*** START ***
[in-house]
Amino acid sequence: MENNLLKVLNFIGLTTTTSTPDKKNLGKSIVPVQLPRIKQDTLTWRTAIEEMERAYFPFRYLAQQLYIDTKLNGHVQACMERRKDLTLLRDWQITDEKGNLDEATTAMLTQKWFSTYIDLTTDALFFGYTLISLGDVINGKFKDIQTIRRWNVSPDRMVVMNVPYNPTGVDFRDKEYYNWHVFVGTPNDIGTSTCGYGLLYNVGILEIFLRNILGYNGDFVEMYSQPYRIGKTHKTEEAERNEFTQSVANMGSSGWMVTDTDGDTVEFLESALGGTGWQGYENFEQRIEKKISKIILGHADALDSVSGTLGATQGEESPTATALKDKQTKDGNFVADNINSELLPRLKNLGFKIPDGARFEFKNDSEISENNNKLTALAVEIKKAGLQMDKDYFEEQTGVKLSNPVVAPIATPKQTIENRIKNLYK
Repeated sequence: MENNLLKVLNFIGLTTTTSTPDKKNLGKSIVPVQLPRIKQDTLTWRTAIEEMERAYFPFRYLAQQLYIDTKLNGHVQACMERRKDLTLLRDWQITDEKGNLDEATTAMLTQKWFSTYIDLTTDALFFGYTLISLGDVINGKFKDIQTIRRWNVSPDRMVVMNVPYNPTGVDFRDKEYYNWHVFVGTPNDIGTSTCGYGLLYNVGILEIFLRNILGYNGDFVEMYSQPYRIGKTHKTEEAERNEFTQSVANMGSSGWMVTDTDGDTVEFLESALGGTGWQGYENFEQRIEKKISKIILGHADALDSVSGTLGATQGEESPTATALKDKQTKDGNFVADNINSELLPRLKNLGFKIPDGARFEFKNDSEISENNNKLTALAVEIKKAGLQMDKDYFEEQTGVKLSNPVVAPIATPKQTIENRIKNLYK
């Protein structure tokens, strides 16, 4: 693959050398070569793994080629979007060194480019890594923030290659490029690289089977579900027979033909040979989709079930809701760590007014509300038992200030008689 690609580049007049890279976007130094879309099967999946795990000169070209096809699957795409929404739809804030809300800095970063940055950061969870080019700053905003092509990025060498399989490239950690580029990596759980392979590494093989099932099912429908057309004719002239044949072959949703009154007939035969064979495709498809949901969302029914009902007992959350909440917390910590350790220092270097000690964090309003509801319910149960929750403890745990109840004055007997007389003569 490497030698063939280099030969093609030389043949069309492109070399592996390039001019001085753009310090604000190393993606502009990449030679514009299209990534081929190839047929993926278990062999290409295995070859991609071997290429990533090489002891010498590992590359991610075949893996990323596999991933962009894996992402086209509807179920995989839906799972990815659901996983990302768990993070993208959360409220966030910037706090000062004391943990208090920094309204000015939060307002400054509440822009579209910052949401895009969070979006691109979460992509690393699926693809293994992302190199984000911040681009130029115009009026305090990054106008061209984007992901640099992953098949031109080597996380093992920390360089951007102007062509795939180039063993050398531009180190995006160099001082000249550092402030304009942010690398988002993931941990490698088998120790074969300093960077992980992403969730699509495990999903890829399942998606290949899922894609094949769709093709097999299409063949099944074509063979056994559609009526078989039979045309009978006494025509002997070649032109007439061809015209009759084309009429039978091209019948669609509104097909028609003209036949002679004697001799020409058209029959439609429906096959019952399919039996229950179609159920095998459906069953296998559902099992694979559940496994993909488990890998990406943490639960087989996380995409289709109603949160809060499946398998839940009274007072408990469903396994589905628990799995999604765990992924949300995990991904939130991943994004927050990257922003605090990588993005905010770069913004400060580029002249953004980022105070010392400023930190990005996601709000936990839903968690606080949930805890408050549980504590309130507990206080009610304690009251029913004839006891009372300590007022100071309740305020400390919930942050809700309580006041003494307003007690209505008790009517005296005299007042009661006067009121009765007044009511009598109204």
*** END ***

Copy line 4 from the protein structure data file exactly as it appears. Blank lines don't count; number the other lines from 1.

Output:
């Protein structure tokens, strides 16, 4: 693959050398070569793994080629979007060194480019890594923030290659490029690289089977579900027979033909040979989709079930809701760590007014509300038992200030008689 690609580049007049890279976007130094879309099967999946795990000169070209096809699957795409929404739809804030809300800095970063940055950061969870080019700053905003092509990025060498399989490239950690580029990596759980392979590494093989099932099912429908057309004719002239044949072959949703009154007939035969064979495709498809949901969302029914009902007992959350909440917390910590350790220092270097000690964090309003509801319910149960929750403890745990109840004055007997007389003569 490497030698063939280099030969093609030389043949069309492109070399592996390039001019001085753009310090604000190393993606502009990449030679514009299209990534081929190839047929993926278990062999290409295995070859991609071997290429990533090489002891010498590992590359991610075949893996990323596999991933962009894996992402086209509807179920995989839906799972990815659901996983990302768990993070993208959360409220966030910037706090000062004391943990208090920094309204000015939060307002400054509440822009579209910052949401895009969070979006691109979460992509690393699926693809293994992302190199984000911040681009130029115009009026305090990054106008061209984007992901640099992953098949031109080597996380093992920390360089951007102007062509795939180039063993050398531009180190995006160099001082000249550092402030304009942010690398988002993931941990490698088998120790074969300093960077992980992403969730699509495990999903890829399942998606290949899922894609094949769709093709097999299409063949099944074509063979056994559609009526078989039979045309009978006494025509002997070649032109007439061809015209009759084309009429039978091209019948669609509104097909028609003209036949002679004697001799020409058209029959439609429906096959019952399919039996229950179609159920095998459906069953296998559902099992694979559940496994993909488990890998990406943490639960087989996380995409289709109603949160809060499946398998839940009274007072408990469903396994589905628990799995999604765990992924949300995990991904939130991943994004927050990257922003605090990588993005905010770069913004400060580029002249953004980022105070010392400023930190990005996601709000936990839903968690606080949930805890408050549980504590309130507990206080009610304690009251029913004839006891009372300590007022100071309740305020400390919930942050809700309580006041003494307003007690209505008790009517005296005299007042009661006067009121009765007044009511009598109204």